Andrew Kopkind (1935–1994) was a journalist and editor. Kopkind’s work chronicled the turbulence of the American sixties and seventies; he wrote on the civil rights movement, the Vietnam War era, and the rise of Ronald Regan in Time Magazine, The Nation, and The New Republic, where he served as associate editor. An anthology of his work, The Thirty Years’ Wars: Dispatches and Diversions of a Radical Journalist, 1965-1994, was published in 1995.


The Spirit of ’76

—Boston These are the times that try men’s souls. No Revolution, but the remembrance of it disrupts the peaceful populace of every Middlesex village and farm, not to mention metropolitan Boston and, soon, the thousands of other officially designated Bicentennial Communities across the country. Patience is short, prices are …

TV Guide

The Hundred Million Dollar Lunch

by Sterling "Red" Quinlan

Broadcast License Renewal Act: Report, together with Separate Views

US House of Representatives, 93rd Congress, 2nd Session
Broadcasting is the bastard offspring of industry and art, and in its brief lifetime it has never fulfilled the promise of its parents. Despite the billions of dollars invested in their development and the enormous talents spent, radio and television remain wasteful businesses and mediocre pastimes. It’s no wonder that …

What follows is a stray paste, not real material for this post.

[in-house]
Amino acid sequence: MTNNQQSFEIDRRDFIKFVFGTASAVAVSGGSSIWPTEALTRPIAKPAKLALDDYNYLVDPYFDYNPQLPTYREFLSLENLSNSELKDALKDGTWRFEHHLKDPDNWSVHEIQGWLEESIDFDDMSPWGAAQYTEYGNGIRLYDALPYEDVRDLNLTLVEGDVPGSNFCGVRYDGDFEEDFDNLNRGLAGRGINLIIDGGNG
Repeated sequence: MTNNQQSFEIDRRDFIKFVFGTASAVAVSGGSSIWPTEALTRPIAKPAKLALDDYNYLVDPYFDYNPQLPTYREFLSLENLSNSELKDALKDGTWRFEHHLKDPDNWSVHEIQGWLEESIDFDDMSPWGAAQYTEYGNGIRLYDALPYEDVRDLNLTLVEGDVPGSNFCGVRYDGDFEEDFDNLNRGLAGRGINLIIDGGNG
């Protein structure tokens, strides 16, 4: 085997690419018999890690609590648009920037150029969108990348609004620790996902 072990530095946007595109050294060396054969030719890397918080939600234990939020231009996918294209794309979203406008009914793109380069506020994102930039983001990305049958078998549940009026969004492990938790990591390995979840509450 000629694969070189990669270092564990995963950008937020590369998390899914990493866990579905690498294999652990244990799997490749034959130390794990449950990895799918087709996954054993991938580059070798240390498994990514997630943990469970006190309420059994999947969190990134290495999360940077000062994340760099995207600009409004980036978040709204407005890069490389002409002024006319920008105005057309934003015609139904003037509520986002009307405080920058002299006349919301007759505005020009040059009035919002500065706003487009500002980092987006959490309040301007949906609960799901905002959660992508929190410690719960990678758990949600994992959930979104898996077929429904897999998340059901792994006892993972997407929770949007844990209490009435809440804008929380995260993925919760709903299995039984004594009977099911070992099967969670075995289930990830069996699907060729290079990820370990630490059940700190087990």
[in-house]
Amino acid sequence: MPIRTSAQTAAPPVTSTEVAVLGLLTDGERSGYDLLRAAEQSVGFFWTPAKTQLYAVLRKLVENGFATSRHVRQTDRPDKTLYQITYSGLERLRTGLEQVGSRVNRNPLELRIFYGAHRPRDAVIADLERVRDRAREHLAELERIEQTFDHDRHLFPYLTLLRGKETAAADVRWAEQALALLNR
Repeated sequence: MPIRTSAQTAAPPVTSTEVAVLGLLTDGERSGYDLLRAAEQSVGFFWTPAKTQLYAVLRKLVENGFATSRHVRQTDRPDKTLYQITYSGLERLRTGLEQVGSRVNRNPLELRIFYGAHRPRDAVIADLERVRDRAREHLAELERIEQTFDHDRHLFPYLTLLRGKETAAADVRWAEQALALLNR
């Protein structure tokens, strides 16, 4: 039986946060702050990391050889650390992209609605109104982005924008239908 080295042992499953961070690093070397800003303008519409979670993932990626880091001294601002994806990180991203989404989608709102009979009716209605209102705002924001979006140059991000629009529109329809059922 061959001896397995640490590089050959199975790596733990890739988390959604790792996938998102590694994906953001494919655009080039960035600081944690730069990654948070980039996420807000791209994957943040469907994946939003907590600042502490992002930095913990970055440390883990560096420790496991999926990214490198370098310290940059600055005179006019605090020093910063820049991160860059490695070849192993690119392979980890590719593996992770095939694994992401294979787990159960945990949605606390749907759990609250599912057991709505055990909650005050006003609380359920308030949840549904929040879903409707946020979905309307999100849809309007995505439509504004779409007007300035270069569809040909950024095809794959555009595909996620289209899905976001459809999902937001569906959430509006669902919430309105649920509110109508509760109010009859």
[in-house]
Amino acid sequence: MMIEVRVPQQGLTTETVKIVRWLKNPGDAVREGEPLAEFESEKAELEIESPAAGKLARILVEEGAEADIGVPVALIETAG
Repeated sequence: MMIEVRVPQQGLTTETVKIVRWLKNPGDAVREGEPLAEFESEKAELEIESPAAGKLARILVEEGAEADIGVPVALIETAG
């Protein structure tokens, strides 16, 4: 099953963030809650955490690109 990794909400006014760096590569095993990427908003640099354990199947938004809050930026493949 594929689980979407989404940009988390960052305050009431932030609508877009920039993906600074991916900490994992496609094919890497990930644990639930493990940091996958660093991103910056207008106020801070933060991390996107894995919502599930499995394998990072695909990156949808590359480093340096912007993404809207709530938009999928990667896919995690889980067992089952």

See My Agent

State Secrets: Police Surveillance in America

by Paul Cowan and Nick Egleson and Nat Hentoff, with Barbara Herbert and Robert Wall

The Glass House Tapes

by Citizens Research and Investigation Committee and Louis E. Tackwood
The makers of the radical movements of the Sixties experienced political repression as heathens encountered religion: with awe, resignation, and dependence. In the beginning, the State revealed its terrible, almost magical power to harass, isolate, and ultimately destroy insurgent forces. That begat the outbreaks of “paranoia” endemic to the movements …

A Document of the Sixties

Editors’ Note: The following document and the commentary accompanying it by Andrew Kopkind are reprinted from the September-October issue of the New Left Review published in London. In that issue, the editors comment: “We have printed the…document as it stands, leaving inconsistencies of syntax, etc, and inaccuracies of spelling unaltered.” …

Serving Time

I used to work for Time; or was it sell? A Lucemployee is always a salesman first, and then a journalist of whatever degree. For most of three years, I was listed on the masthead as a correspondent in the San Francisco and Los Angeles bureaus, where I was assigned …

The Thaw

There is a cord which is strung from the winter of 1948 until now, and along it hang the politics, the events, and the personalities of one long cold season of history. The length of span is far less than an epoch and still greater than a generation, and one …